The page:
Existing Member?

Mark's World Tour 2007-08

Day 170: An interesting day in Hiroshima

JAPAN | Wednesday, 23 April 2008 | Views [683]

A-Bomb Dome in the daylight, Hiroshima

A-Bomb Dome in the daylight, Hiroshima

Wednesday 23rd April

I woke up feeling reasonably well and had enjoyed sleeping on the futon; it was pretty comfortable and I could understand the attraction in having one (it saves a lot of space, for one). I grabbed some breakfast and walked back through the Memorial Park to the Peace Memorial Museum where I was stopped by two separate groups of Jehovah's Witnesses trying to turn people on to the Bible (maybe they were still affected by all that radiation!).

The Peace Memorial Museum had an entrance fee of fifty yen (plus another 250 for an audio tour) and it told the story of Hiroshima before the Second World War, how the atomic bomb was made and why it was dropped on Hiroshima (over other possible targets), and the aftermath of 6th August 1945. It's a big place with a lot of information but it was very well presented, very balanced and it included artefacts recovered from the wreckage of the bomb. It is another sobering place and it was full of schoolkids, learning about an important period in everyone's history.

I spent two hours in the museum, rushing through the last couple of sections as I wanted to be on the train and back in Osaka before 16.30. Pete, Kumi and I had bought tickets for the Asian Champions League game between Gamba Osaka and Melbourne Victory that was taking place that evening. I met Pete at 17.00, had some food (a really crap chicken curry) and met Kumi, after which we took about four trains to get out to Gamba's Expo '70 Stadium on the outskirts of town.

We didn't see too may people on the way to the game, with only a handful of supporters distinguishable in the crowd of commuters. We got to the stadium just before kick-off at 19.00 and took our seats amongst a crowd of about 10,000. The Melbourne Victory fans – all fifty or so of them! - occupied a sodden terrace behind one of the goals, shouting indistinctly in the rain. At the other end, to our left, the Gamba 'ultras' sang and shouted in unison, prompted by a ringleader with a megaphone. They sang throughout the game and provided a good atmosphere (one of the most bizarre songs went to the tune of Mike Oldfield's 'Moonlight Shadow', I couldn't figure out where that one might have come from). While the fans were loud in voice, their singing lacked an ounce of spontaneity, as they would only respond to the prompts of the guy with the loudspeaker; as soon as a song was finished, a deafening silence descended over that end of the ground, only to be lifted once the guy with the megaphone picked out another chant and off they went again. It was hilarious! It seemed to reflected the Japanese psyche; they still need some sort of order on a social occasion, even when it should come from the heart.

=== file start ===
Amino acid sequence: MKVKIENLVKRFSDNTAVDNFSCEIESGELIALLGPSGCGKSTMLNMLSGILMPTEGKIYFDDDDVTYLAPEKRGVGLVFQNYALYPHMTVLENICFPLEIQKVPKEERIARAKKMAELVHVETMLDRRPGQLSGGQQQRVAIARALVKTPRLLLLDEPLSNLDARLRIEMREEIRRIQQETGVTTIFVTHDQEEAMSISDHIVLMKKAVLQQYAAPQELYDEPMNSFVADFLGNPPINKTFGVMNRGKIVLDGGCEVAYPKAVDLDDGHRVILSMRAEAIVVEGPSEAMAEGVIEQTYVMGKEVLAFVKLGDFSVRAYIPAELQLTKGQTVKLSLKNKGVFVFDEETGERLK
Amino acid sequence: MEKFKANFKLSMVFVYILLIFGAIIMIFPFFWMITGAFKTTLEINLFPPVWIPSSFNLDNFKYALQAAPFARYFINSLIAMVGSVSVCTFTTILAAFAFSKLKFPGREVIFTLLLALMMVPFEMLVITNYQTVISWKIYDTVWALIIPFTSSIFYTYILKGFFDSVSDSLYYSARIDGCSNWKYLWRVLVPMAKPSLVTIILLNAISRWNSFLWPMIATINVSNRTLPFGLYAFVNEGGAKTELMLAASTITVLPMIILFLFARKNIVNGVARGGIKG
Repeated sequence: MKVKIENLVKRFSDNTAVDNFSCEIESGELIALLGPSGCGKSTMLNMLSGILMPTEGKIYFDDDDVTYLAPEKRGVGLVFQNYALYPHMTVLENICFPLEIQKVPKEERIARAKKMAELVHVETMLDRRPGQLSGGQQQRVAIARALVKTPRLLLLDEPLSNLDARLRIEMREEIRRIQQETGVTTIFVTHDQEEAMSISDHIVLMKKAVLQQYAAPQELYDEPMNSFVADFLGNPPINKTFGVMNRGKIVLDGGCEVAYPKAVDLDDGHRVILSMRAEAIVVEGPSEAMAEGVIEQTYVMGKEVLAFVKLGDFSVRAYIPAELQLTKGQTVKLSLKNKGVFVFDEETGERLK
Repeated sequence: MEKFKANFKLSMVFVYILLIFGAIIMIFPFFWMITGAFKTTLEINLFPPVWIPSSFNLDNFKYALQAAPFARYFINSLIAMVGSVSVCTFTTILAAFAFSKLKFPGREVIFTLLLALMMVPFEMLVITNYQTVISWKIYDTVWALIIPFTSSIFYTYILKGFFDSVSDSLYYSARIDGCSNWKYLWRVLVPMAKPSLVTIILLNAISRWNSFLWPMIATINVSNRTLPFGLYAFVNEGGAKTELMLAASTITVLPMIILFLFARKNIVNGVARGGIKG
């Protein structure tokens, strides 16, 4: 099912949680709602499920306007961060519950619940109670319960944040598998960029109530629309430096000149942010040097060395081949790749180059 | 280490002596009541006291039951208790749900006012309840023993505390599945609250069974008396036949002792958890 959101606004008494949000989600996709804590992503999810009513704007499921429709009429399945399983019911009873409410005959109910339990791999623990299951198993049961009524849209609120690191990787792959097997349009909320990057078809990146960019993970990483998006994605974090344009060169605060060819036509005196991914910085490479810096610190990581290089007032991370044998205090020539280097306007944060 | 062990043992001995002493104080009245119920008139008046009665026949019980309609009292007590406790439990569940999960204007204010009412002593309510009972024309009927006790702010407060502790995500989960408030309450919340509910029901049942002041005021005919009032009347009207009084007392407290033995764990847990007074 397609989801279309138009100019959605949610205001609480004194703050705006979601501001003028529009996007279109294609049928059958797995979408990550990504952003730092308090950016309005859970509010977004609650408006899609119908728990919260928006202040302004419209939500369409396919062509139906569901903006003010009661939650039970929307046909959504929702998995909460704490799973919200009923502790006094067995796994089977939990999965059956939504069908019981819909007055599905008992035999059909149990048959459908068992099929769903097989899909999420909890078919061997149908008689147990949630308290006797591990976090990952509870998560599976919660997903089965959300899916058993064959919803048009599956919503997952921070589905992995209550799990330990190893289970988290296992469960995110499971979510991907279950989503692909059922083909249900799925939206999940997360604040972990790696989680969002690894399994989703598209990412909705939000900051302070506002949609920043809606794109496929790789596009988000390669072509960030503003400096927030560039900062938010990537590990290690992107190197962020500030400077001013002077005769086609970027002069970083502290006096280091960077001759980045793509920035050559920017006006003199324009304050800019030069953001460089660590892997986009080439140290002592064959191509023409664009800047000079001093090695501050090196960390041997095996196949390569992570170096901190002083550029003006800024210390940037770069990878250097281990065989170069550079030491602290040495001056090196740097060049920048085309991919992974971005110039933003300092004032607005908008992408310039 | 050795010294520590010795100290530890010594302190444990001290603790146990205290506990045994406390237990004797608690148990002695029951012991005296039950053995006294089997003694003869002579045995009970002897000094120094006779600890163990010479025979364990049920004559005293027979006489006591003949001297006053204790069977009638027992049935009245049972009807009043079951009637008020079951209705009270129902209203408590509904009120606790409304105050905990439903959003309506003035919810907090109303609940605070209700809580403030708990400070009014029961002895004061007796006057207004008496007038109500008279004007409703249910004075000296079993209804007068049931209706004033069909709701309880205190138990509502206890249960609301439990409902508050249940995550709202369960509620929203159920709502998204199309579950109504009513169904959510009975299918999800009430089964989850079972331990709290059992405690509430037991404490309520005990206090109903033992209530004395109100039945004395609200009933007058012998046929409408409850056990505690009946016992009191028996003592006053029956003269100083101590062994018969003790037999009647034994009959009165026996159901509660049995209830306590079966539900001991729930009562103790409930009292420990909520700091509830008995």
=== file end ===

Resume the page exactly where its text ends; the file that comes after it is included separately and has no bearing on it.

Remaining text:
The game ended up 2-0 to Gamba, and the standard of football was fairly dire. The rain that fell down throughout much of the evening didn't do much for the occasion. Melbourne Victory looked like a pub team at best and Gamba didn't look much better, despite the fact that they had at least one Japanese international in their team. It was good fun and reasonable value for money, but I have seen much better games on less impressive occasions.

We set off in the rain on the long journey home, grabbed some food at the supermarket and relaxed for the rest of the evening. We chatted about the football and agreed that the Asian Champions League might model itself on the European original, but they had a long way to go before they could match it for quality.


Add your comments

(If you have a travel question, get your Answers here)

In order to avoid spam on these blogs, please enter the code you see in the image. Comments identified as spam will be deleted.

About markr_mcmahon

Shaaaape of ye!

Follow Me

Where I've been

Photo Galleries

My trip journals

See all my tags 



Travel Answers about Japan

Do you have a travel question? Ask other World Nomads.